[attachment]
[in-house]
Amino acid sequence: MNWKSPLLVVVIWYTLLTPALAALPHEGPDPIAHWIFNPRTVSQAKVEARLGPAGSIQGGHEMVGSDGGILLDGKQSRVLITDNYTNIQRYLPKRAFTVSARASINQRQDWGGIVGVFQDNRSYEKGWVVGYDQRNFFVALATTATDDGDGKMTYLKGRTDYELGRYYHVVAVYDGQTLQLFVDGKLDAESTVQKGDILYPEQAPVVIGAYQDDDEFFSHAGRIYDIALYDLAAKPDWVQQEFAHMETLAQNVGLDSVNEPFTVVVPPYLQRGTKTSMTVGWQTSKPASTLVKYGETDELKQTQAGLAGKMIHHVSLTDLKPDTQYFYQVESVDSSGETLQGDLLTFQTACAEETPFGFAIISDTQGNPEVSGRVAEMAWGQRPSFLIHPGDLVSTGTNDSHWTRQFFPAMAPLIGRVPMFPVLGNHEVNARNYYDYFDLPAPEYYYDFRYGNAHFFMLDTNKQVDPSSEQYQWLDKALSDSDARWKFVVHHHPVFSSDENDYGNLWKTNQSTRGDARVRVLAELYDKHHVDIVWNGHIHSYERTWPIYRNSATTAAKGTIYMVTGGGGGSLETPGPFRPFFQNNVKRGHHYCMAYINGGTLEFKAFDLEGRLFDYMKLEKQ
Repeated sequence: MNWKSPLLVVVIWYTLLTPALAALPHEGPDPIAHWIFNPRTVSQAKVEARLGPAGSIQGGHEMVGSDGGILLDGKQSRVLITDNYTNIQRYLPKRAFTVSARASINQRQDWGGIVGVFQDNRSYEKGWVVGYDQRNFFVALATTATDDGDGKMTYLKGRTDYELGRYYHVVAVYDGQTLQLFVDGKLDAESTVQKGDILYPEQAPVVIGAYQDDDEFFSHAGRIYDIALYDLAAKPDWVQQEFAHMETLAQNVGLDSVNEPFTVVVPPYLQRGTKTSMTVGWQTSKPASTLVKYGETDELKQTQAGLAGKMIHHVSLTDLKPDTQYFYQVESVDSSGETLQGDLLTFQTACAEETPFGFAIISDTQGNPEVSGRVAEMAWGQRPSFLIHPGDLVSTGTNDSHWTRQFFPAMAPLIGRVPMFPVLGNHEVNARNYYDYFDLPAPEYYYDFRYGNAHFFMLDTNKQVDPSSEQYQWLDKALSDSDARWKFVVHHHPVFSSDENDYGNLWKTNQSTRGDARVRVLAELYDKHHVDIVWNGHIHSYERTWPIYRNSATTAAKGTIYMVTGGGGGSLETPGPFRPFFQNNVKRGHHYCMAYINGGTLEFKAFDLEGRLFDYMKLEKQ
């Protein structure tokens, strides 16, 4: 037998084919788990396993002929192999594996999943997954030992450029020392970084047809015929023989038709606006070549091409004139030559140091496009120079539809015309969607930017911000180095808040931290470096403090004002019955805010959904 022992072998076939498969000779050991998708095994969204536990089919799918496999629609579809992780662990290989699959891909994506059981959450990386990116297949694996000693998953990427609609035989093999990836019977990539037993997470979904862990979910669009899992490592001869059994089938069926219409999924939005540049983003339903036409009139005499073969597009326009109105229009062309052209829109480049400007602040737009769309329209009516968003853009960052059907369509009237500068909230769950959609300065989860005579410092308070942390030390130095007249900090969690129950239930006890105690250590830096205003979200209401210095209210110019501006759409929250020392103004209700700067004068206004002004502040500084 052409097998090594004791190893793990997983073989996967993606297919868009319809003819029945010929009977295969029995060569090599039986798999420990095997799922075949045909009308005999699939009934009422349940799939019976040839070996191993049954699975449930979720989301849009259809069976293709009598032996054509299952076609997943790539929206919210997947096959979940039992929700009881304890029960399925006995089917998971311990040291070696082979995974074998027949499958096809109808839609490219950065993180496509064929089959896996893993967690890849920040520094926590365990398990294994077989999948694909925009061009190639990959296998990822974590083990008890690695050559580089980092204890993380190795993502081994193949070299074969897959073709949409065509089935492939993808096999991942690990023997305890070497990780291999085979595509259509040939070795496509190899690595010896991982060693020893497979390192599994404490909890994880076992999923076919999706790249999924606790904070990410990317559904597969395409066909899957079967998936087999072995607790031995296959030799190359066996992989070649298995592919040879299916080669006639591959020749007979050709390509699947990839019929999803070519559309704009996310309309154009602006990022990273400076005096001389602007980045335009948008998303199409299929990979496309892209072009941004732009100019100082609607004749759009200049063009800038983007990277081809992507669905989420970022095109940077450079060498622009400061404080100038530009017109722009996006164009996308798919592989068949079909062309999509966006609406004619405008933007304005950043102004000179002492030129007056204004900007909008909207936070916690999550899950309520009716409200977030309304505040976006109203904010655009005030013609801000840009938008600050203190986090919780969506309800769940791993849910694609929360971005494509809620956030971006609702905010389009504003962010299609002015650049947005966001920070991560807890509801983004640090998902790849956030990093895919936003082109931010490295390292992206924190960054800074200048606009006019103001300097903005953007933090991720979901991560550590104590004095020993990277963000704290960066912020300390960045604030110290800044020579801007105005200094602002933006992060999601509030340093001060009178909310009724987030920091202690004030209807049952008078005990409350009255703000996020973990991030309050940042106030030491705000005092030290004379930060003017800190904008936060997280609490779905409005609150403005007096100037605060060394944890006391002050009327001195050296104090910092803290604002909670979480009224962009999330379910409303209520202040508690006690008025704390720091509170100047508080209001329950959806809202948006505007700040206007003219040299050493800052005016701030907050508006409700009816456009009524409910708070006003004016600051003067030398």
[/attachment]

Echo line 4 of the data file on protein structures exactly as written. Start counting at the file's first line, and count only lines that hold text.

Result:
């Protein structure tokens, strides 16, 4: 037998084919788990396993002929192999594996999943997954030992450029020392970084047809015929023989038709606006070549091409004139030559140091496009120079539809015309969607930017911000180095808040931290470096403090004002019955805010959904 022992072998076939498969000779050991998708095994969204536990089919799918496999629609579809992780662990290989699959891909994506059981959450990386990116297949694996000693998953990427609609035989093999990836019977990539037993997470979904862990979910669009899992490592001869059994089938069926219409999924939005540049983003339903036409009139005499073969597009326009109105229009062309052209829109480049400007602040737009769309329209009516968003853009960052059907369509009237500068909230769950959609300065989860005579410092308070942390030390130095007249900090969690129950239930006890105690250590830096205003979200209401210095209210110019501006759409929250020392103004209700700067004068206004002004502040500084 052409097998090594004791190893793990997983073989996967993606297919868009319809003819029945010929009977295969029995060569090599039986798999420990095997799922075949045909009308005999699939009934009422349940799939019976040839070996191993049954699975449930979720989301849009259809069976293709009598032996054509299952076609997943790539929206919210997947096959979940039992929700009881304890029960399925006995089917998971311990040291070696082979995974074998027949499958096809109808839609490219950065993180496509064929089959896996893993967690890849920040520094926590365990398990294994077989999948694909925009061009190639990959296998990822974590083990008890690695050559580089980092204890993380190795993502081994193949070299074969897959073709949409065509089935492939993808096999991942690990023997305890070497990780291999085979595509259509040939070795496509190899690595010896991982060693020893497979390192599994404490909890994880076992999923076919999706790249999924606790904070990410990317559904597969395409066909899957079967998936087999072995607790031995296959030799190359066996992989070649298995592919040879299916080669006639591959020749007979050709390509699947990839019929999803070519559309704009996310309309154009602006990022990273400076005096001389602007980045335009948008998303199409299929990979496309892209072009941004732009100019100082609607004749759009200049063009800038983007990277081809992507669905989420970022095109940077450079060498622009400061404080100038530009017109722009996006164009996308798919592989068949079909062309999509966006609406004619405008933007304005950043102004000179002492030129007056204004900007909008909207936070916690999550899950309520009716409200977030309304505040976006109203904010655009005030013609801000840009938008600050203190986090919780969506309800769940791993849910694609929360971005494509809620956030971006609702905010389009504003962010299609002015650049947005966001920070991560807890509801983004640090998902790849956030990093895919936003082109931010490295390292992206924190960054800074200048606009006019103001300097903005953007933090991720979901991560550590104590004095020993990277963000704290960066912020300390960045604030110290800044020579801007105005200094602002933006992060999601509030340093001060009178909310009724987030920091202690004030209807049952008078005990409350009255703000996020973990991030309050940042106030030491705000005092030290004379930060003017800190904008936060997280609490779905409005609150403005007096100037605060060394944890006391002050009327001195050296104090910092803290604002909670979480009224962009999330379910409303209520202040508690006690008025704390720091509170100047508080209001329950959806809202948006505007700040206007003219040299050493800052005016701030907050508006409700009816456009009524409910708070006003004016600051003067030398």